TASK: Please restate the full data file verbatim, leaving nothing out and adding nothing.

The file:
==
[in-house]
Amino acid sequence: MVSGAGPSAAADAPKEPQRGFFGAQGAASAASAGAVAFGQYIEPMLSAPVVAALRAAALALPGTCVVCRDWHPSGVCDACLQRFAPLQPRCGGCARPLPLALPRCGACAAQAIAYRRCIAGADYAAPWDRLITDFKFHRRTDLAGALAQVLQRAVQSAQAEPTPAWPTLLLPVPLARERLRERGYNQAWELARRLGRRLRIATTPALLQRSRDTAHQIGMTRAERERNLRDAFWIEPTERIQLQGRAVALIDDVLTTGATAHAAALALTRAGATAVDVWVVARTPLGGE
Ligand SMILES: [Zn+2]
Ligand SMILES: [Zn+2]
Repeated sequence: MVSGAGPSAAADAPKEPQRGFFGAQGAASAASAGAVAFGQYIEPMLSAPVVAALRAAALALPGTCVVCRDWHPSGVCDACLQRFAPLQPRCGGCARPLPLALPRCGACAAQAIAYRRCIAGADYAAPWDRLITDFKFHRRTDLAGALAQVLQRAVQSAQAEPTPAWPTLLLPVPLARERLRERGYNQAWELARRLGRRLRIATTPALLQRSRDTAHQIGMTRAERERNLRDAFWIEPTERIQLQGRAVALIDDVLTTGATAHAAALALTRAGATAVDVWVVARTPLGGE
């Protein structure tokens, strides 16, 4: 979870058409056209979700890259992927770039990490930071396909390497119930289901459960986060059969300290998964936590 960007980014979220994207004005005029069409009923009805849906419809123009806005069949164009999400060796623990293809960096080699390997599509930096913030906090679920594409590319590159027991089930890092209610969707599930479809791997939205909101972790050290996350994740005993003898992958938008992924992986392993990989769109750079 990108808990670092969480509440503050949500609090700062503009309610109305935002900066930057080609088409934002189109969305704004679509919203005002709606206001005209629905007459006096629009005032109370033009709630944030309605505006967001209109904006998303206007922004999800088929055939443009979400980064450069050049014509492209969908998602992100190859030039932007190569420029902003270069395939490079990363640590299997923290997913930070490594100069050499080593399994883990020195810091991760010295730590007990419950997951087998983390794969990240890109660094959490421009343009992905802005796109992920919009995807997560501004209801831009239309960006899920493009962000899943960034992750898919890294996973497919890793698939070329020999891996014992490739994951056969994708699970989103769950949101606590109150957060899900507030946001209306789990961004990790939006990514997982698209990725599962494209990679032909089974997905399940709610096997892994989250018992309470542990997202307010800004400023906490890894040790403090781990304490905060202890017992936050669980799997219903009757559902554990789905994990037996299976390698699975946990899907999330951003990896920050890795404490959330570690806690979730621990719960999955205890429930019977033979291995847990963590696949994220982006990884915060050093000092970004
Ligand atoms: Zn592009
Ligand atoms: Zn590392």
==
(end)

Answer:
[in-house]
Amino acid sequence: MVSGAGPSAAADAPKEPQRGFFGAQGAASAASAGAVAFGQYIEPMLSAPVVAALRAAALALPGTCVVCRDWHPSGVCDACLQRFAPLQPRCGGCARPLPLALPRCGACAAQAIAYRRCIAGADYAAPWDRLITDFKFHRRTDLAGALAQVLQRAVQSAQAEPTPAWPTLLLPVPLARERLRERGYNQAWELARRLGRRLRIATTPALLQRSRDTAHQIGMTRAERERNLRDAFWIEPTERIQLQGRAVALIDDVLTTGATAHAAALALTRAGATAVDVWVVARTPLGGE
Ligand SMILES: [Zn+2]
Ligand SMILES: [Zn+2]
Repeated sequence: MVSGAGPSAAADAPKEPQRGFFGAQGAASAASAGAVAFGQYIEPMLSAPVVAALRAAALALPGTCVVCRDWHPSGVCDACLQRFAPLQPRCGGCARPLPLALPRCGACAAQAIAYRRCIAGADYAAPWDRLITDFKFHRRTDLAGALAQVLQRAVQSAQAEPTPAWPTLLLPVPLARERLRERGYNQAWELARRLGRRLRIATTPALLQRSRDTAHQIGMTRAERERNLRDAFWIEPTERIQLQGRAVALIDDVLTTGATAHAAALALTRAGATAVDVWVVARTPLGGE
């Protein structure tokens, strides 16, 4: 979870058409056209979700890259992927770039990490930071396909390497119930289901459960986060059969300290998964936590 960007980014979220994207004005005029069409009923009805849906419809123009806005069949164009999400060796623990293809960096080699390997599509930096913030906090679920594409590319590159027991089930890092209610969707599930479809791997939205909101972790050290996350994740005993003898992958938008992924992986392993990989769109750079 990108808990670092969480509440503050949500609090700062503009309610109305935002900066930057080609088409934002189109969305704004679509919203005002709606206001005209629905007459006096629009005032109370033009709630944030309605505006967001209109904006998303206007922004999800088929055939443009979400980064450069050049014509492209969908998602992100190859030039932007190569420029902003270069395939490079990363640590299997923290997913930070490594100069050499080593399994883990020195810091991760010295730590007990419950997951087998983390794969990240890109660094959490421009343009992905802005796109992920919009995807997560501004209801831009239309960006899920493009962000899943960034992750898919890294996973497919890793698939070329020999891996014992490739994951056969994708699970989103769950949101606590109150957060899900507030946001209306789990961004990790939006990514997982698209990725599962494209990679032909089974997905399940709610096997892994989250018992309470542990997202307010800004400023906490890894040790403090781990304490905060202890017992936050669980799997219903009757559902554990789905994990037996299976390698699975946990899907999330951003990896920050890795404490959330570690806690979730621990719960999955205890429930019977033979291995847990963590696949994220982006990884915060050093000092970004
Ligand atoms: Zn592009
Ligand atoms: Zn590392």